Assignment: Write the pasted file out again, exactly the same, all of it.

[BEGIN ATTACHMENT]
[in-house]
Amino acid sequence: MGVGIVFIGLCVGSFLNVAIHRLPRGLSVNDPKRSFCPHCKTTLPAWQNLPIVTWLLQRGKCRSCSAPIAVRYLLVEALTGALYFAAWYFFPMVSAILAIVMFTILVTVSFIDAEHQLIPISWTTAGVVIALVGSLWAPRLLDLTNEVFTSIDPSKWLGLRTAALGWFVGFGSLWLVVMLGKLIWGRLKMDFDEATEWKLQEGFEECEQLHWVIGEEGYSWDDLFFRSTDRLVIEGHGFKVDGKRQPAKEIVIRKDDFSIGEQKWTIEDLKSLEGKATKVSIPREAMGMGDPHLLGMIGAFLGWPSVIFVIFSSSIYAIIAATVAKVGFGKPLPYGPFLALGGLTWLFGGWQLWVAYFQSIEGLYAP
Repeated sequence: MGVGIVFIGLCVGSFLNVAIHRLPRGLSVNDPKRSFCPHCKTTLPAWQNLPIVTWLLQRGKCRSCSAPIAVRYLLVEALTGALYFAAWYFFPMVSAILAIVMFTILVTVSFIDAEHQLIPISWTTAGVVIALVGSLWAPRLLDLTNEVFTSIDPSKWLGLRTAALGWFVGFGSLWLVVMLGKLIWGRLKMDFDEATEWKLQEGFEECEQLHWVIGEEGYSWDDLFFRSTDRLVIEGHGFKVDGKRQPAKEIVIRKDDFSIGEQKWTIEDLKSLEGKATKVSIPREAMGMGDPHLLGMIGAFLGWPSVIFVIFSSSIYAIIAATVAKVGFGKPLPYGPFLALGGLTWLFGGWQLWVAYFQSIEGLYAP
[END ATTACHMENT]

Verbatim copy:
[in-house]
Amino acid sequence: MGVGIVFIGLCVGSFLNVAIHRLPRGLSVNDPKRSFCPHCKTTLPAWQNLPIVTWLLQRGKCRSCSAPIAVRYLLVEALTGALYFAAWYFFPMVSAILAIVMFTILVTVSFIDAEHQLIPISWTTAGVVIALVGSLWAPRLLDLTNEVFTSIDPSKWLGLRTAALGWFVGFGSLWLVVMLGKLIWGRLKMDFDEATEWKLQEGFEECEQLHWVIGEEGYSWDDLFFRSTDRLVIEGHGFKVDGKRQPAKEIVIRKDDFSIGEQKWTIEDLKSLEGKATKVSIPREAMGMGDPHLLGMIGAFLGWPSVIFVIFSSSIYAIIAATVAKVGFGKPLPYGPFLALGGLTWLFGGWQLWVAYFQSIEGLYAP
Repeated sequence: MGVGIVFIGLCVGSFLNVAIHRLPRGLSVNDPKRSFCPHCKTTLPAWQNLPIVTWLLQRGKCRSCSAPIAVRYLLVEALTGALYFAAWYFFPMVSAILAIVMFTILVTVSFIDAEHQLIPISWTTAGVVIALVGSLWAPRLLDLTNEVFTSIDPSKWLGLRTAALGWFVGFGSLWLVVMLGKLIWGRLKMDFDEATEWKLQEGFEECEQLHWVIGEEGYSWDDLFFRSTDRLVIEGHGFKVDGKRQPAKEIVIRKDDFSIGEQKWTIEDLKSLEGKATKVSIPREAMGMGDPHLLGMIGAFLGWPSVIFVIFSSSIYAIIAATVAKVGFGKPLPYGPFLALGGLTWLFGGWQLWVAYFQSIEGLYAP